A curator talk will be given at the museum auditorium on 6 June 2015 at 4pm. Please RSVP to edu@thelongmuseum.org. The talk will be conducted in English with Chinese translation. 

“What’s Left to Appear” is co-supported by ShanghART Gallery. The opening reception is co- supported by Absolut Vodka. Exhibition catalogue will be launched on the occasion of opening reception.


Ding Yi (b. 1962) was born and currently resides in Shanghai. He graduated from Shanghai Arts & Crafts Institute in 1983 and graduated from Shanghai University with B.F.A. in 1990. His recent solo exhibitions include: “Ivory Black” (ShanghART Singapore, Singapore, 2015); “Scintillement” (Galerie Karsten Greve, Paris, 2014); “Specific, Abstracted” (Minsheng Art Museum, Shanghai, 2011); “Appearance of Crosses from 1989-2007, Solo Exhibition of Ding Yi” (Museo d’Arte Moderna di Bologna, Bologna, 2008); “Ding Yi, Appearance of Crosses” (Ikon Gallery, Birmingham, U.K., 2005).

Select international group exhibitions include: “China 8, Contemporary Art from China at the Rhine and Ruhr”, Lehmbruck Museum, Duisburg, 2015); “Hans van Dijk: 5000 Names” (Ullens Center for Contemporary Art, Beijing; Witte de With Center, Rotterdam, 2014); “Verso Est, Chinese Architectural Landscape” (Museo Nazionale Delle Arti Del XXI Secolo MAXXI, Rome, 2011); “Shanghai” (Asian Art Museum, San Francisco, 2010); “’85 New Wave, The Birth of Chinese Contemporary Art” (Ullens Center for Contemporary Art, Beijing, 2007); “Mahjong: Contemporary Chinese Art from the Sigg Collection” (Bern, Hamburger, Barcelona, etc. 2005-2009); “Living in Time, 29 Contemporary Artists from China” (Hamburger Bahkhof Museum Für Gegenwart, Berlin, 2001).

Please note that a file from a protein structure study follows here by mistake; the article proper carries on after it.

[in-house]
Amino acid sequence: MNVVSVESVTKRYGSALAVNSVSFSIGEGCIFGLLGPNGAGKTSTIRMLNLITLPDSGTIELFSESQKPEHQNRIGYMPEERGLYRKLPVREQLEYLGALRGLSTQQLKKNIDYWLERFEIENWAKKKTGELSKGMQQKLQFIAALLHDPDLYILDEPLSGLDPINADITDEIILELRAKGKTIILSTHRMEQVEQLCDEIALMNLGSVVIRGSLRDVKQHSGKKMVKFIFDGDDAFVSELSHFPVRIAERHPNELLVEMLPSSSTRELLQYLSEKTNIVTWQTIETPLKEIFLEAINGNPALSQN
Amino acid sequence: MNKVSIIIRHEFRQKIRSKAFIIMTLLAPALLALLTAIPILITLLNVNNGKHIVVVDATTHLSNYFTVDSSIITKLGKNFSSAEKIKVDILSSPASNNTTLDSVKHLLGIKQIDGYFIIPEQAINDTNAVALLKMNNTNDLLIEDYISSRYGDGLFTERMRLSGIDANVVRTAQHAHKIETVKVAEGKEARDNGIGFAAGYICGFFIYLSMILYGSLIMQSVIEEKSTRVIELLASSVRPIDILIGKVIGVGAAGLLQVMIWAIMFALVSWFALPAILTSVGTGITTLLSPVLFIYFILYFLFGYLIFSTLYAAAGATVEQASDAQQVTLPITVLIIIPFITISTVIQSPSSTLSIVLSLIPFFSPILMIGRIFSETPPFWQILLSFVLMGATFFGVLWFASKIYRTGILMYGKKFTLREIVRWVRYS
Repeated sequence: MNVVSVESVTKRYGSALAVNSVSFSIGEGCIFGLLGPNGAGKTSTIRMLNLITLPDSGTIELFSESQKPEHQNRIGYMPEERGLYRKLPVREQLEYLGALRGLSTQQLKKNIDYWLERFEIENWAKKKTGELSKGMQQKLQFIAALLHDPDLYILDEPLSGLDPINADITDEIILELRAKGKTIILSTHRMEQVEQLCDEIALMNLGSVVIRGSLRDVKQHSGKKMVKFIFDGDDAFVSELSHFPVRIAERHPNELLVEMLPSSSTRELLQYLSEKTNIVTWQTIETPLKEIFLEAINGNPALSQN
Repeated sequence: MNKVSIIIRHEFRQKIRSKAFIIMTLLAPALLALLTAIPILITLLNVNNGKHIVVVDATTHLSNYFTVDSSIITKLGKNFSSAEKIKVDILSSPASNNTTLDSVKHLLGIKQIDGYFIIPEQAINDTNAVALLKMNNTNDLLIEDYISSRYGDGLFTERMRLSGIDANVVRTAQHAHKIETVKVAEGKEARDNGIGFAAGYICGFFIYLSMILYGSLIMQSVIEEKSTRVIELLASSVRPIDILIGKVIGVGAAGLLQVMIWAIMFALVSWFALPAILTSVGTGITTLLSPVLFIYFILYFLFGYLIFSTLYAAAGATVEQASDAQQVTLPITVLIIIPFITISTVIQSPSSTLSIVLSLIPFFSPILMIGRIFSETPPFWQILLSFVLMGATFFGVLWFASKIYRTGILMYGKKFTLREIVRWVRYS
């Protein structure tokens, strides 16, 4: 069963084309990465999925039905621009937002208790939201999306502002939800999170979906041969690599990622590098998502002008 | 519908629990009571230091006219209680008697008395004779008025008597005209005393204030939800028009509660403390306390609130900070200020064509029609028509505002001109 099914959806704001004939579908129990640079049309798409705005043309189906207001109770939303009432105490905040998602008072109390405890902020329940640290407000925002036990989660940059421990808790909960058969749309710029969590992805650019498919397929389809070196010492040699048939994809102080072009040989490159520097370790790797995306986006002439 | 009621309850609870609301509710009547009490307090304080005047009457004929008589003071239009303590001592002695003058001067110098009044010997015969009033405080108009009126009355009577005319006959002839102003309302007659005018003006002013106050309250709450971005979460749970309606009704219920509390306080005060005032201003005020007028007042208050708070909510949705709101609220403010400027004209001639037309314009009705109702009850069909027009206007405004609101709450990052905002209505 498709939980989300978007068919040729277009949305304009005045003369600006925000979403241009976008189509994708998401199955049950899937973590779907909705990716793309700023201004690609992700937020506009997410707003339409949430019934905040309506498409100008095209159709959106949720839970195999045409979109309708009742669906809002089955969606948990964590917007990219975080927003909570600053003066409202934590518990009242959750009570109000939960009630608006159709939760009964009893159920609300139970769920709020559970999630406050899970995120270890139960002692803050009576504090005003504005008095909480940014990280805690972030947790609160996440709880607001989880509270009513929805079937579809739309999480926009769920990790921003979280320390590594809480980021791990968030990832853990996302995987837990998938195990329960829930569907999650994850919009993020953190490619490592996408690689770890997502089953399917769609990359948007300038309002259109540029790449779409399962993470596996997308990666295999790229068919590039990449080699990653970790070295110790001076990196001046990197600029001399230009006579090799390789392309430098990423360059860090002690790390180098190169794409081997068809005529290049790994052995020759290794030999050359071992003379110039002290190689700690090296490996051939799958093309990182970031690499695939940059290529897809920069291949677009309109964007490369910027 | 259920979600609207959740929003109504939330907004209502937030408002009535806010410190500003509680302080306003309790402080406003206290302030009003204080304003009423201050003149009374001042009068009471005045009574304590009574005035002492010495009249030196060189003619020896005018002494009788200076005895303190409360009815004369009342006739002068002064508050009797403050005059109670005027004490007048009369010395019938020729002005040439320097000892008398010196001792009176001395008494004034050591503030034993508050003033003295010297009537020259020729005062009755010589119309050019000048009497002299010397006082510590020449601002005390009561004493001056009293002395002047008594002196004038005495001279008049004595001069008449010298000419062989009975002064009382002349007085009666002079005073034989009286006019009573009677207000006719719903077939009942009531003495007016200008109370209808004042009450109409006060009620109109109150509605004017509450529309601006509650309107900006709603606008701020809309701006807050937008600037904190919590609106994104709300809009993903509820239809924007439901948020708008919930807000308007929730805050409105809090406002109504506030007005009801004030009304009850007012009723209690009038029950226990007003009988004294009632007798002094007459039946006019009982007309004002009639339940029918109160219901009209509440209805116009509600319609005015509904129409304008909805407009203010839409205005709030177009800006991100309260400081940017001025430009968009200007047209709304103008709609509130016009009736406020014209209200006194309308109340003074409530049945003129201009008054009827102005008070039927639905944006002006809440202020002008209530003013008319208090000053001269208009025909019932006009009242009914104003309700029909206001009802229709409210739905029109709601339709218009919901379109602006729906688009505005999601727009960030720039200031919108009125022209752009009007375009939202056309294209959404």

Ding Yi has participated in the 45th Venice Biennale (1993), the 1st Asia Pacific Triennial of Contemporary Art (1993), the 11th Biennale of Sydney (1998), the 1st Yokohama Triennale (2001), the 6th Shanghai Biennale (2006), the 7th Shenzhen Sculpture Biennale (2012).


Shane McCausland is a researcher of art history and a curator specializing in the arts of China from medieval to contemporary times. Since 2009, he has been an academic at SOAS, University of London. He was previously deputy director for collections and curator of East Asian art at the Chester Beatty Library in Dublin. As an undergraduate, he read Oriental Studies (Chinese) at Cambridge University and received his doctorate in art history with East Asian studies from Princeton University with a thesis on Zhao Mengfu written under the supervision of the Shanghai-born scholar Wen C. Fong 方聞. He has organized many exhibitions, including a major loan exhibition from the Shanghai

Museum to the Chester Beatty Library at the time of the Shanghai Expo in 2010, entitled Telling Images of China: Narrative and Figure Paintings, 15th-20th Century, from the Shanghai Museum 描 繪中國, in collaboration with Shan Guolin and Ling Lizhong. He has also published many books and articles including, most recently, The Mongol Century: Visual Cultures of Yuan China, 1271-1368 (London: Reaktion Books, 2014). Chinese editions of his books on Mongol-Yuan art and on the calligraphy and painting of Zhao Mengfu are forthcoming.


The Long Museum is a private museum in Shanghai founded by the Chinese collector-couple Liu Yiqian and Wang Wei, housing their collections of Chinese art. Its West Bund branch is designed by Atelier Deshaus and opened in spring 2014, situated on the west bank of the Huangpu River. The museum reprises the industrial grey concrete architecture of the wharves and docks it largely replaces. 

This year, Director Wang Wei has opened the doors to art from the museum’s home city by inviting Shanghai’s leading contemporary artists to explore the potential of the new space in exhibitions. In June 2015, it is, most appropriately, the turn of Ding Yi.